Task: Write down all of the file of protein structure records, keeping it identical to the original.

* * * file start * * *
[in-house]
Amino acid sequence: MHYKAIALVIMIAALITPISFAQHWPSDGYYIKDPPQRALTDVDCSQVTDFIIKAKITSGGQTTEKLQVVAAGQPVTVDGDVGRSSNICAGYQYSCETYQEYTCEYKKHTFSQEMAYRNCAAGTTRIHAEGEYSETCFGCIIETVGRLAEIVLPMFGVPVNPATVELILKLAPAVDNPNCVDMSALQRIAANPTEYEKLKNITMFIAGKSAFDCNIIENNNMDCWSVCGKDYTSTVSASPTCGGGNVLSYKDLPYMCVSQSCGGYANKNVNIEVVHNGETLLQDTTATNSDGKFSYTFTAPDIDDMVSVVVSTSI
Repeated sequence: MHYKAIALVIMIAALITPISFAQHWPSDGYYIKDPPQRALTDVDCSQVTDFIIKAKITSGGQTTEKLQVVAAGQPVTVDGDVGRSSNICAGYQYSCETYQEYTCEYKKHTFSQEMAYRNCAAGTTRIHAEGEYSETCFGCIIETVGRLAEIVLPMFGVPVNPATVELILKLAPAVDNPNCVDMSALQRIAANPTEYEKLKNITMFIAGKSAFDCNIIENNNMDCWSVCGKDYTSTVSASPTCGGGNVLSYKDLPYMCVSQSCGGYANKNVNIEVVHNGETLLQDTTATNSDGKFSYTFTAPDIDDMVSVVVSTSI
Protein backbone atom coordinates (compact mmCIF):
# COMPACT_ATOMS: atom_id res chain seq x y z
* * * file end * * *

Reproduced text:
[in-house]
Amino acid sequence: MHYKAIALVIMIAALITPISFAQHWPSDGYYIKDPPQRALTDVDCSQVTDFIIKAKITSGGQTTEKLQVVAAGQPVTVDGDVGRSSNICAGYQYSCETYQEYTCEYKKHTFSQEMAYRNCAAGTTRIHAEGEYSETCFGCIIETVGRLAEIVLPMFGVPVNPATVELILKLAPAVDNPNCVDMSALQRIAANPTEYEKLKNITMFIAGKSAFDCNIIENNNMDCWSVCGKDYTSTVSASPTCGGGNVLSYKDLPYMCVSQSCGGYANKNVNIEVVHNGETLLQDTTATNSDGKFSYTFTAPDIDDMVSVVVSTSI
Repeated sequence: MHYKAIALVIMIAALITPISFAQHWPSDGYYIKDPPQRALTDVDCSQVTDFIIKAKITSGGQTTEKLQVVAAGQPVTVDGDVGRSSNICAGYQYSCETYQEYTCEYKKHTFSQEMAYRNCAAGTTRIHAEGEYSETCFGCIIETVGRLAEIVLPMFGVPVNPATVELILKLAPAVDNPNCVDMSALQRIAANPTEYEKLKNITMFIAGKSAFDCNIIENNNMDCWSVCGKDYTSTVSASPTCGGGNVLSYKDLPYMCVSQSCGGYANKNVNIEVVHNGETLLQDTTATNSDGKFSYTFTAPDIDDMVSVVVSTSI
Protein backbone atom coordinates (compact mmCIF):
# COMPACT_ATOMS: atom_id res chain seq x y z